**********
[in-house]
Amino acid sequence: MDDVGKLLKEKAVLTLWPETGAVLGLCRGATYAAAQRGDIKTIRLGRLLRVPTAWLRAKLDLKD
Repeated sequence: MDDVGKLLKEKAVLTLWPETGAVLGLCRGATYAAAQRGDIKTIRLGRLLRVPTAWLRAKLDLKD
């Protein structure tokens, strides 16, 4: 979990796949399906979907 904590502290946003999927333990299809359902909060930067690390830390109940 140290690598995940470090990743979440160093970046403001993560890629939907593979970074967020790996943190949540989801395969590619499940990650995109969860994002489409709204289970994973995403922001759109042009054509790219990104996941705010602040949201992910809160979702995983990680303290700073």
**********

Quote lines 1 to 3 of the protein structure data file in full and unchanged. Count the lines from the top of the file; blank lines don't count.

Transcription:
[in-house]
Amino acid sequence: MDDVGKLLKEKAVLTLWPETGAVLGLCRGATYAAAQRGDIKTIRLGRLLRVPTAWLRAKLDLKD
Repeated sequence: MDDVGKLLKEKAVLTLWPETGAVLGLCRGATYAAAQRGDIKTIRLGRLLRVPTAWLRAKLDLKD